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Do You have Foot Pain? Is It Plantar Fasciitis

Plantar Fasciitis Every year more than a million patients visit their doctor due to heel pain! The most common foot and heel discomfort is caused by a painful disorder known as plantar fasciitis.

What is plantar fasciitis?
The foot is comprised of many different bones, joints, tendons, and ligaments; these include the plantar fascia. The plantar fascia is a band of ligament tissue. It stretches from the heel of your foot to the middle, and it is responsible for reinforcing and supporting your arch. When this area becomes inflamed due to extreme tension on the ligament, pain erupts every time you take a step, and if left untreated, many people will even experience discomfort while at rest.

Because plantar fasciitis is one of the most common foot issues; one in ten people will experience it at some time in their life. Usually, the pain is concentrated in the heel area, and it is generally caused by small injuries that occur over an extended period of time. It’s quite common for heel spurs, which are bony protrusions under the heel bone to coincide with plantar fasciitis.

There are many treatment options that you can do at home with the guidance of your podiatrist to try and alleviate the painful symptoms of plantar fasciitis. But, because of weight bearing, this area of the foot, in particular, is challenging to heal on its own. The key to getting your foot health back to normal and free from pain are to have medically based procedures provided by your podiatrist.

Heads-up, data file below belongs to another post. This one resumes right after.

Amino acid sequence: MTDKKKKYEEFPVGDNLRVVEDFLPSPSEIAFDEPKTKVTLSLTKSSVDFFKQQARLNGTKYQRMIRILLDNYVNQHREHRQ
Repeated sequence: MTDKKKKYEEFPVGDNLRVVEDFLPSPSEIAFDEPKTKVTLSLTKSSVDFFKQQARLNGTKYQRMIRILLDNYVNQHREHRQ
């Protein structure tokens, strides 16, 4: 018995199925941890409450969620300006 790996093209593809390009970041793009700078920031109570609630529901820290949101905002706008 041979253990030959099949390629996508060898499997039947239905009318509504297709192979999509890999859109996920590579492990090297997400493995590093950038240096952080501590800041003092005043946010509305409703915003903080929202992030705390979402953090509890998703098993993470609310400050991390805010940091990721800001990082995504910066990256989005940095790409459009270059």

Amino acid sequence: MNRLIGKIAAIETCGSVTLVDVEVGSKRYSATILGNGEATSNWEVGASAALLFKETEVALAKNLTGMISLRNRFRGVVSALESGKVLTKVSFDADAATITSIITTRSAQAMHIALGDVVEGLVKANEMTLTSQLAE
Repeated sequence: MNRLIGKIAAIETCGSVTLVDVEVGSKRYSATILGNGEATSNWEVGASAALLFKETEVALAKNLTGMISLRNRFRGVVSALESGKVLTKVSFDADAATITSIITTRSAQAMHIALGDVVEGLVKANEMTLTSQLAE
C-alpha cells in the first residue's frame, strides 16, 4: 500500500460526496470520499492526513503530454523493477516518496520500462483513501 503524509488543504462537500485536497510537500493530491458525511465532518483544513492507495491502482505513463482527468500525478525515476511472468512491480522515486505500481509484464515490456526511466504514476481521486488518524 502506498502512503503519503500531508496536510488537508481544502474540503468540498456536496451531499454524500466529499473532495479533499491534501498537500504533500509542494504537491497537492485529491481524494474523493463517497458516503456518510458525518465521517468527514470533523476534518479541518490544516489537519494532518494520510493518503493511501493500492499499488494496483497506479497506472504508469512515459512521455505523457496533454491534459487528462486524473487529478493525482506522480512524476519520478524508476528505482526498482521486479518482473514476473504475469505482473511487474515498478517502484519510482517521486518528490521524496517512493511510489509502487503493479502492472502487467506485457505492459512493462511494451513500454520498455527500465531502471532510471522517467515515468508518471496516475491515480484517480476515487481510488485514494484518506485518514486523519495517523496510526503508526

Education
The 1st key to successful treatment is education. The patient must understand why they aren’t getting better. We do our best to start there. So many soft tissue foot conditions such as plantar fasciitis are exacerbated or recreated with the first steps in the morning. That’s usually because the incompletely repaired tissue re-tears when the foot is not yet warmed up and ready to bear body weight. Think about when you go to the gym. You usually don’t and shouldn’t start exercising without warming up and stretching first. The foot is no different and needs to be treated as such. The body is able to do its greatest work while you’re at rest. In order to improve you must preserve what your body has healed. This is accomplished through targeted deep tissue manipulation that must be performed before putting pressure on your feet in the morning and any time you’ve been off your feet for extended durations of time. So helping the patient understand this and other issues alike improves outcome.

What are my Treatment options?
Targeted stretching is very effective, simple and doesn’t require medication, injection or surgery. Targeted stretching is instructed via video in our office. Seeing these special videos help the patient to understand exactly what they need to do and when. We usually will apply some type of strapping as well to affect better arch control and reduce tension to the plantar fascia. Most patients no matter how long they’ve had the problem will improve with these techniques.

When not sufficient, we immobilize with a walking boot. Complete resolution of pressure is good for just about every foot problem. Combining anti-inflammatory medication like Motrin, ibuprofen or other prescriptive meds is also helpful.

Laser Treatment
Laser therapy is one of the top methods to reduce your pain and inflammation. Deep tissue laser therapy uses a process called photobiomodulation, which penetrates deep into the muscles tissues using photon energy. This therapy increases cellular metabolism while decreasing inflammation and pain.